Is it still now or never – or has the rush passed and are we still calling to action? All I know is that we have to think differently in community pharmacy. We are where we are, some might say, but it is neither where we want to be nor what the population or the NHS wants from us.
So let’s start with the negatives. We have a community pharmacy contract that is dispensing focussed. The DH believes that there are too many pharmacies and that dispensing is not economical. The provision of clinical services is hugely variable in volume and in quality and we are losing our way. There is money in the system, but it is not going to flow in a manner where it could end up in owners’ pockets. The politicians are not confused as to the role that they want community pharmacists to play in the future, but they can’t see a path.
And the positives. The government seem hell bent on driving patients to the pharmacy before booking an appointment with the GP or out of hours provider. Areas have built new services against the trend and many community pharmacists are providing services that are above and beyond our basic expectation. Community Pharmacists are engaging more, but are still a way from building integrated multi-professional services within primary care other than in PM Challenge Bid Projects. The government will invest in pharmacists to support primary care or at least in GP practices.
One sad fact always comes to mind. A procurement pharmacist in a multiple can make more money for the company in one trade than a whole team of clinical specialists over the year. Remember this as this is important.
If there is little new money, then it may be about trading and compromise, working towards a new definition of community pharmacy that suites the population, the government, the profession and the owners. Perhaps the owners are the key to change – have we understood this?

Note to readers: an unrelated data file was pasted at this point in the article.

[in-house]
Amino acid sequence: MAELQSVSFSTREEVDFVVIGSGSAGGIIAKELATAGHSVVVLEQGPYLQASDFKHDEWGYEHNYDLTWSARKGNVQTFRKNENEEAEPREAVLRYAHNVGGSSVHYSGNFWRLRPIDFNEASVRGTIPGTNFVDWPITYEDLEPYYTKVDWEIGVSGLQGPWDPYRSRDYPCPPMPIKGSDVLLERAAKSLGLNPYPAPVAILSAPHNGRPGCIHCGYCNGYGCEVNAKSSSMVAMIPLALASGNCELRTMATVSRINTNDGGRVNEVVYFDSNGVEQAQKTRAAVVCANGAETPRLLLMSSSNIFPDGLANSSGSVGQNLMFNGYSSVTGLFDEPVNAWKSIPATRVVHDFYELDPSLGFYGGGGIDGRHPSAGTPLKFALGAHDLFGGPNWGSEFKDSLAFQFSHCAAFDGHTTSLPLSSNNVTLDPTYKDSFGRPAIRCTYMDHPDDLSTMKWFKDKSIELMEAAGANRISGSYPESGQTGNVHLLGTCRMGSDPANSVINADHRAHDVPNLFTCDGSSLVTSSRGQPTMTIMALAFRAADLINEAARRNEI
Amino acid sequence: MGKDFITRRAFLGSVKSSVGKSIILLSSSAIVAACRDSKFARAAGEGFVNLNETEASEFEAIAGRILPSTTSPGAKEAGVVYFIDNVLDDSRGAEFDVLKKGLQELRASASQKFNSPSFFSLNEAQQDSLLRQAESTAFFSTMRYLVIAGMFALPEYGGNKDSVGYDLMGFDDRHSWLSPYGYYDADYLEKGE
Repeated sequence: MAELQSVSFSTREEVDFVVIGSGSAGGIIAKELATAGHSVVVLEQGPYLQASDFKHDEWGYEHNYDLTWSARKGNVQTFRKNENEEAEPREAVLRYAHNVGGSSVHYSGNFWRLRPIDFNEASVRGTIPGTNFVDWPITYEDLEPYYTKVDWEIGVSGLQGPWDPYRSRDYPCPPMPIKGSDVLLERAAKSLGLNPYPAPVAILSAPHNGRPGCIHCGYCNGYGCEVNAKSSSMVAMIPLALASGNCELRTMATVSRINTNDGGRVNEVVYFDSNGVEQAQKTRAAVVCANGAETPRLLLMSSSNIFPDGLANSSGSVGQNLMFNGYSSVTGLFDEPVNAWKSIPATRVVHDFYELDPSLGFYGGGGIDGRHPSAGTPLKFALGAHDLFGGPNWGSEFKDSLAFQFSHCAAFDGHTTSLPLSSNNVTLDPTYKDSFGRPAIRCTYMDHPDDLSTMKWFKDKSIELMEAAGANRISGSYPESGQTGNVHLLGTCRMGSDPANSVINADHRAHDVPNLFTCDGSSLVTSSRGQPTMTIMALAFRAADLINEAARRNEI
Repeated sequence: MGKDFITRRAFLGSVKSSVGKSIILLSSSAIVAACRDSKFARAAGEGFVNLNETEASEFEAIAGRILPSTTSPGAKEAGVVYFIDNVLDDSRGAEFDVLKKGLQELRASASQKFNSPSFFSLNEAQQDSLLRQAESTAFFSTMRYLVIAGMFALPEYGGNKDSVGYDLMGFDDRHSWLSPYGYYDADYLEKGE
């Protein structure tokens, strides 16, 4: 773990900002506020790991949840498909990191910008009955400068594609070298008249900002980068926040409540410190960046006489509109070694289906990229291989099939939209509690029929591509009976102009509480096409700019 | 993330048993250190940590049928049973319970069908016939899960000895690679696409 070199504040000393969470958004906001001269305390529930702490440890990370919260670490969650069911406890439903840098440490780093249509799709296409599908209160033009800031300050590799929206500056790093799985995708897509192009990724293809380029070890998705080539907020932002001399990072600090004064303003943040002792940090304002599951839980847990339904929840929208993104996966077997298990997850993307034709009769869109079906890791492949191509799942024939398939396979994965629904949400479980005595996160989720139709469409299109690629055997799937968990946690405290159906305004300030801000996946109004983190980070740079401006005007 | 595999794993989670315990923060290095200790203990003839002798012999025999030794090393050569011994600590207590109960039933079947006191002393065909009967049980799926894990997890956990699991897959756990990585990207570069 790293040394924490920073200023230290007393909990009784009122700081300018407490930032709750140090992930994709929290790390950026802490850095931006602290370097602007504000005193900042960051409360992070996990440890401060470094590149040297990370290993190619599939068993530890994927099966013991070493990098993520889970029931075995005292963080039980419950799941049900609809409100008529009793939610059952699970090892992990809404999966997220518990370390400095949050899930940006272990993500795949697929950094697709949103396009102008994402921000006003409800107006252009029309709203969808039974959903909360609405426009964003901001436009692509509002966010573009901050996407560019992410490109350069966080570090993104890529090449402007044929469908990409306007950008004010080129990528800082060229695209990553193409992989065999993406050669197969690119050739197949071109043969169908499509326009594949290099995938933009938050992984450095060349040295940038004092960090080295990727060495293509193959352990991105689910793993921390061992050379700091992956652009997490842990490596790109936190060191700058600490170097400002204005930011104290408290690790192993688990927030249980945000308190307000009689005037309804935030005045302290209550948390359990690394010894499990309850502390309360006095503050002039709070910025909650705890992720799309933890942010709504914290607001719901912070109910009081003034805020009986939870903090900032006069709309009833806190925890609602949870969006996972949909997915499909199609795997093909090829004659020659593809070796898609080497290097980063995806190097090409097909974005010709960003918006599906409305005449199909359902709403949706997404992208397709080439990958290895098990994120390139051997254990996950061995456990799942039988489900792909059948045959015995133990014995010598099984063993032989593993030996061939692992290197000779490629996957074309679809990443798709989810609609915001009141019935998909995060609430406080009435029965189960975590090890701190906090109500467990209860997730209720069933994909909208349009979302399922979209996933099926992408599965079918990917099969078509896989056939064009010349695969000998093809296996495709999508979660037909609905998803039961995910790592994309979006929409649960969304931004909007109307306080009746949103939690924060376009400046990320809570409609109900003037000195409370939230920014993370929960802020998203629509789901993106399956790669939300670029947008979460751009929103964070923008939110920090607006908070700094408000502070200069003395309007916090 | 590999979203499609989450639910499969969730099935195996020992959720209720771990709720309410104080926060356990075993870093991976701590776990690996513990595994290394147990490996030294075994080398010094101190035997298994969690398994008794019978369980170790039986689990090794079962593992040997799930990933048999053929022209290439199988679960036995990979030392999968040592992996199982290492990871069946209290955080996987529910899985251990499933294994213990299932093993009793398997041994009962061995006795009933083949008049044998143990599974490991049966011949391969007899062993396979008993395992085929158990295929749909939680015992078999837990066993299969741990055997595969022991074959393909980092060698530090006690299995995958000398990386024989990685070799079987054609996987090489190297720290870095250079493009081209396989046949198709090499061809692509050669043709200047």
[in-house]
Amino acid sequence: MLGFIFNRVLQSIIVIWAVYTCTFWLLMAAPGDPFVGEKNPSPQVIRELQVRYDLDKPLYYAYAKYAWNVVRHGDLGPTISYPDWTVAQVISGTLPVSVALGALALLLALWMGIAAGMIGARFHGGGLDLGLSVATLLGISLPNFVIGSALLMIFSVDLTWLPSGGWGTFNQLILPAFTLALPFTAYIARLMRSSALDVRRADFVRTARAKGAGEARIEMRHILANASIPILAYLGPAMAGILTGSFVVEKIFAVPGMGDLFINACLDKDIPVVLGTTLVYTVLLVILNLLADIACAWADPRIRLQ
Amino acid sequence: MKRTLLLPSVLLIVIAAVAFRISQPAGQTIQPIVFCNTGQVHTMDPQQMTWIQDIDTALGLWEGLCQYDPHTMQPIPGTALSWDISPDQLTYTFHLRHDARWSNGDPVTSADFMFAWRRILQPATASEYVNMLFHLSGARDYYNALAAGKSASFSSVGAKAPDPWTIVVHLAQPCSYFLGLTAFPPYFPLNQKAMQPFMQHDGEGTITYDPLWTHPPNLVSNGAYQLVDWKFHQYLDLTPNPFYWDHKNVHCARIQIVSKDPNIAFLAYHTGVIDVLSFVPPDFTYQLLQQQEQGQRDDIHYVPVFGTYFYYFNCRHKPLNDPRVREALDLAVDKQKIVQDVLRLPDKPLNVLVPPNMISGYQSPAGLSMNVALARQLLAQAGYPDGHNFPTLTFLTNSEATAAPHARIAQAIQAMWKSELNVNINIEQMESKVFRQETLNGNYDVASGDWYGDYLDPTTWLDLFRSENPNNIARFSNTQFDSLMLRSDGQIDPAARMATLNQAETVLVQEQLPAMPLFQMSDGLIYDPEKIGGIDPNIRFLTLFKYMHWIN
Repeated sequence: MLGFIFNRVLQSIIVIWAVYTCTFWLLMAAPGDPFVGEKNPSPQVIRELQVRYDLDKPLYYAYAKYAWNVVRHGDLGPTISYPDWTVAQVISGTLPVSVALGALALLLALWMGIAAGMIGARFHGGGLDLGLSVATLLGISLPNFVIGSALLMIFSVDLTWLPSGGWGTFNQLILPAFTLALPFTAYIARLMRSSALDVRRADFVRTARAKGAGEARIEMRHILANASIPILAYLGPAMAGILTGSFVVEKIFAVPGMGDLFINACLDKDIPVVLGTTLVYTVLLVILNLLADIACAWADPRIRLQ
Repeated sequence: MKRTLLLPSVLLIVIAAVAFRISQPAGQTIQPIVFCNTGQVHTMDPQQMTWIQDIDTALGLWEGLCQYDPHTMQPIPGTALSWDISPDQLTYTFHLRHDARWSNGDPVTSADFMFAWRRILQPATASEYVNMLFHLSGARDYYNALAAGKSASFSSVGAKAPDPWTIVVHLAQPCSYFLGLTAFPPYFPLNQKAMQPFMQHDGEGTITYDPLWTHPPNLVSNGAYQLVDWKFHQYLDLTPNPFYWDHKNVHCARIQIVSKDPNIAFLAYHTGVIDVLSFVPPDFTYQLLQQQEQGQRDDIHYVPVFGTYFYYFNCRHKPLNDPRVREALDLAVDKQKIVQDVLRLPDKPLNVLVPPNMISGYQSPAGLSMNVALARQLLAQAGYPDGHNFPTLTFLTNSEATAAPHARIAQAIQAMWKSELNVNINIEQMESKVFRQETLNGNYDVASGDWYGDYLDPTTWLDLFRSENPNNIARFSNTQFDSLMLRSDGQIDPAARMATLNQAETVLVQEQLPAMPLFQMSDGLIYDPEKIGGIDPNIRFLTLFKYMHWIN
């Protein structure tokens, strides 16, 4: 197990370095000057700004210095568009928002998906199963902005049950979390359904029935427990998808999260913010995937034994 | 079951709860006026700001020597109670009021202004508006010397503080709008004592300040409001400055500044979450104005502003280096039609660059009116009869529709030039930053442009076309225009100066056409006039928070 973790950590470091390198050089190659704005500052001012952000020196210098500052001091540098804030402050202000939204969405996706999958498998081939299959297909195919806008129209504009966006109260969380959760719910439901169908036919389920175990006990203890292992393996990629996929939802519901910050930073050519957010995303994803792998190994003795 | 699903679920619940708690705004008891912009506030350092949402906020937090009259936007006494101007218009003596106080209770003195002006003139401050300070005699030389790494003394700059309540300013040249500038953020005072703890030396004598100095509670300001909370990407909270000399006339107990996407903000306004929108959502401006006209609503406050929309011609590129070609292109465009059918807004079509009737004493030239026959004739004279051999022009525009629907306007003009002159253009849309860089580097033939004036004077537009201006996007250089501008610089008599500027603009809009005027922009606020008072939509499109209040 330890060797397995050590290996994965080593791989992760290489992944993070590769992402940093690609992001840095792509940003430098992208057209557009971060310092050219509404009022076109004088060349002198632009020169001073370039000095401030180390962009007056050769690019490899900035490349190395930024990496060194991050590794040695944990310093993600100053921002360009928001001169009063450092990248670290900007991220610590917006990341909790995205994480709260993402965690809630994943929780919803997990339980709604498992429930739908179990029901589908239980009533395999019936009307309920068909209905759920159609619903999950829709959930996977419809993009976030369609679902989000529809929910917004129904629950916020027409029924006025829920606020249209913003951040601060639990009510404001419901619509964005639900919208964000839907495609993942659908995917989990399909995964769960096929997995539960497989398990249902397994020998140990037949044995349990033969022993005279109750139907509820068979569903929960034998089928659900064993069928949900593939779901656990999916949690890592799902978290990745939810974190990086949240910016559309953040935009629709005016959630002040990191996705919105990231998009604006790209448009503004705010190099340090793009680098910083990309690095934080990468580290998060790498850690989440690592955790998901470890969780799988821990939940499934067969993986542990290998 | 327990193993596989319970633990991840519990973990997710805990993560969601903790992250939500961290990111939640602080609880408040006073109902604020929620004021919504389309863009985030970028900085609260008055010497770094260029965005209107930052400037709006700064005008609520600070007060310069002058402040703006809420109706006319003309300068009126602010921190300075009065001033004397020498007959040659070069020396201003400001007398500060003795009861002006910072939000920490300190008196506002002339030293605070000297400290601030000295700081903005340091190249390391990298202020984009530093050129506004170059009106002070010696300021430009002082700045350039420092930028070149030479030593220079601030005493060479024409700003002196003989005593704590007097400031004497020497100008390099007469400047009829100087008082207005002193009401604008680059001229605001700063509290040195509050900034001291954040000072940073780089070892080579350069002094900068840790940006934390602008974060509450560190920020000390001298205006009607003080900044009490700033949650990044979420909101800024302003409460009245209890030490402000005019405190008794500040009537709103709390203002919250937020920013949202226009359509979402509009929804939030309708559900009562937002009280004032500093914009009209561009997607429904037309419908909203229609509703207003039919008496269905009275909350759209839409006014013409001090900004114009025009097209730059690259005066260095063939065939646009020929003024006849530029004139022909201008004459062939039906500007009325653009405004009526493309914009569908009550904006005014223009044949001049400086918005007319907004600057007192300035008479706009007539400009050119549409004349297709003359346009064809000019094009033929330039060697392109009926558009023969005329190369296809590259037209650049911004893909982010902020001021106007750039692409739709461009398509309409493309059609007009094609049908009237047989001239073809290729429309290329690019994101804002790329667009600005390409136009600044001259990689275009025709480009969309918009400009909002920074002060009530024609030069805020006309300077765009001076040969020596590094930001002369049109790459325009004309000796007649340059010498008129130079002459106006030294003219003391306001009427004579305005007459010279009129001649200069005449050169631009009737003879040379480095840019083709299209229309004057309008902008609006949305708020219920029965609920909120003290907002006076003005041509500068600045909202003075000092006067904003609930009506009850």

So what are we going to do about dispensing? Here is just one suggestion. We split prescriptions into acute/first or repeat – it is easy to do. We slightly increase the dispensing fee of all acute/first prescriptions and reduce significantly the fee for all repeat prescriptions. The money saved goes into two separate pots. The first is an establishment payment that supports any pharmacy to upgrade to a ‘Healthy Living Pharmacy’ or ‘Self Care Pharmacy’ – I don’t care which, but these pharmacies have additional features and additional standard services. We can bundle ‘Pharmacy First’ or MASchemes into this, along with staffing and training requirements. The second is a clinical services pot which supports the pharmacies becoming a clinical service point within the system – it might only need to be a pump-priming fund and could sit under the control of the Chief Pharmacist. No more dabbling in asthma or pain management – a fund that can support pharmacists to develop and deliver specialities in the pharmacy.
Yes it is about a choice – repeat dispensing will be less profitable and factories may take a larger role – but community pharmacies have the chance to develop and provide additional services. And yes CCGs and LAs that already invest in community pharmacies must embrace this move and we work out how their commitment is rewarded. A community pharmacy must be able to survive dispensing fewer repeat prescriptions (or sending them to a factory) and increased clinical services.
Community pharmacy also needs to think independently and locally. Joining as members of federations they can play an active role in the delivery of multi-professional providers within primary care. Through this route, community pharmacists will bid alongside GPs, Optometrists, Dentists, Community Service providers and the voluntary and charitable sectors for contracts. This is the way forward and if it doesn’t work then hospitals will take it over (whatever that will mean).
I am hearing that the multiples are split – some see that dispensing is their future and some see that clinical services hold the key. That’s fine – there is room for both views and perhaps, in the future, owners will be able to make a choice, knowing that both can thrive.